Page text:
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New student coalition advocates for the incarcerated, introduces legislation

by Marketing & Communications,

From left: Jordan Schott ’21, Riley Burton ’20, Anna McPherson ’23, John Hochstetler ’20
From left: Jordan Schott ’21, Riley Burton ’20, Anna McPherson ’23, John Hochstetler ’20

The idea that slavery and involuntary servitude is legal in Oregon may not seem believable, but it’s embedded in the state constitution. 

Article I, Section 34 states neither slavery nor involuntary servitude shall exist in the state, except as a punishment for crime when a party has been duly convicted — language that’s nearly identical to that of the 13th Amendment in the U.S. Constitution. 

Shortly after some Willamette University students discovered this fact in 2019, their passion to remove the language of slavery from the Constitution led them to introduce a bill in that year’s legislative session and create a volunteer coalition — Oregonians Against Slavery and Involuntary Servitude (OASIS) — that introduced a similar bill this year, SJR 10. The bill had its first hearing Feb. 24 and gained support from U.S. Sen. Jeff Merkley. 

If Oregon agrees to abolish the language, it would join four states — Rhode Island, Colorado, Utah and Nebraska — that have already done so. Twenty-four other states either plan to or are currently in the process of doing the same, according to testimony. 

A second legislative hearing will be held Wednesday. If all goes as planned, the public will vote on the measure Nov. 22, 2022. 

A start with restorative justice

OASIS officially formed just months ago with the goal of centering the voices of the incarcerated. 

Led by graduates Jordan Schott ’21, Yakirah Kates ’20, John Hochstetler ’20 and Riley Burton ’20, the coalition provides an opportunity for current students — especially those inspired by Professor of Politics Melissa Michaux’s restorative justice class — and others to support equal rights and dismantle racist policies. 

Schott, co-founder and director of legislative strategy, first noticed the language as an intern at the Oregon State Capitol and advocated for the 2019 bill, encouraged further after taking Michaux’s class. In her outreach she’s found that many people, even some legislators, don’t realize that slavery is still legal.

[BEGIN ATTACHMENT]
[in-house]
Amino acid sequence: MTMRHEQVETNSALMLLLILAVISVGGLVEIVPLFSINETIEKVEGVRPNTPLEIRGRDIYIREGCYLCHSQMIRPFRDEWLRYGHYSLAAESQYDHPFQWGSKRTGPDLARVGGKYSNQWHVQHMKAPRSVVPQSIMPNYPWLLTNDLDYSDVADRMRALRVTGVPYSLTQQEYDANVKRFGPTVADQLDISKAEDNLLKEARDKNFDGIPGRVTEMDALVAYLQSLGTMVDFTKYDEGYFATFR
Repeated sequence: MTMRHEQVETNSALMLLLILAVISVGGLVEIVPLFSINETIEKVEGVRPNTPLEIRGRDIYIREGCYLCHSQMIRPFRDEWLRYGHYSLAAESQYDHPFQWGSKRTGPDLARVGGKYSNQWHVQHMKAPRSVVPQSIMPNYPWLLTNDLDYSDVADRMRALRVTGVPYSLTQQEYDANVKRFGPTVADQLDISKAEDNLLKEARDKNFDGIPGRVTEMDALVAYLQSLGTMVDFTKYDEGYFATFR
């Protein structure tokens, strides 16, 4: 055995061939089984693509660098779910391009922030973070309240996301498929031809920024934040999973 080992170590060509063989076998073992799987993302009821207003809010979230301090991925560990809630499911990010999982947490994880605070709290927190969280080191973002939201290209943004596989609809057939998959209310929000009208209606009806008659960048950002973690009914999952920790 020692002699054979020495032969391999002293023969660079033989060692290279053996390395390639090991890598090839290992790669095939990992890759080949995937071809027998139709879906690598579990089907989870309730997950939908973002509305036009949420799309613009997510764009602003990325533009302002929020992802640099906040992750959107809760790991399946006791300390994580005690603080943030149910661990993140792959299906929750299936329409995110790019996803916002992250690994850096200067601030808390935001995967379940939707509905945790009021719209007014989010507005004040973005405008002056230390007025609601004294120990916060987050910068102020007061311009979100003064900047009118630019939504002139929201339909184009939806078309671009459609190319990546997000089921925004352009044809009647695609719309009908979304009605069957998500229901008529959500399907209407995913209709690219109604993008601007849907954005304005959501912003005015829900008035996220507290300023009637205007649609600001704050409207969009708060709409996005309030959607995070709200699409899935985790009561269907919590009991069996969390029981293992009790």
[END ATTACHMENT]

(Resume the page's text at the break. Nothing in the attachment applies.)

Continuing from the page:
“We talk about slavery as if it’s in the past, and it’s not,” she said. “That’s why a big part of everyone’s role at OASIS is education — we’re really trying to make sure that everyone knows this is a problem. If they don’t recognize it, they’re not going to put time and energy into fixing it.”

OASIS offers Anna McPherson ’23, an outreach coordinator who is also vice president of the Restorative Justice Coalition, an outlet to continue uplifting the voices of those who have been accused and convicted of crimes. 

“A crime shouldn’t be an end-all for a person’s life, or a reason to treat them with less kindness or appreciation than any other human being,” she said. 

Moving testimony

Support for OASIS and SJR 10 has been widespread and diverse, evident at its first hearing.  

Many organizations — including the ACLU of Oregon, the League of Women Voters of Oregon, and the Asian Pacific American Network of Oregon — and witnesses including Michaux, Willamette students and the young stepdaughter of an incarcerated individual provided written or spoken testimony on behalf of the bill.  

The hearing also included testimony for SJM 2, which was aimed at banning slavery in the 13th Amendment, and many spoke in favor of both.  

In a letter, Anthony Pickens, 38, stated he’s spent more time in prison than he has as a free person in society and wrote about a conversation he’d had with his stepdaughter, Jordynn Connor. The 11-year-old is now a member of OASIS and assists with its social media campaigns. 

Connor could not bear hearing the 13th Amendment and the state Constitution considers her stepfather a slave, he said. 

“Her words to me were, ‘Daddy, you’re a human being, not a slave,’” he said.  

Several lawmakers backed the bill. Merkley offered a bit of history in his testimony: following the Civil War, southern states seized on the slavery language and developed what became known as “black codes,” a series of provisions that allowed the arrest of any Black person at any time for any reason, such as speaking too loudly or not yielding the sidewalk, he said. 

Once Black people were arrested, they were “rented” for their labor, and this process became a major source of funding for state governments, setting the stage for Jim Crow laws, mass incarceration and efforts to take away the right to vote. 

The practice continues to this day in some states, and it’s absolutely time to right this historic wrong, he said. 

Schott, who testified at the hearing, views OASIS as the first step to making the lives of incarcerated individuals better. 

“We saw over the summer within the George Floyd protests that symbolism matters, and the symbols we use are super important,” she said. “Recognizing in the highest document of the land that we don’t condone slavery in the state is a huge step, but it’s certainly not the last one.” 

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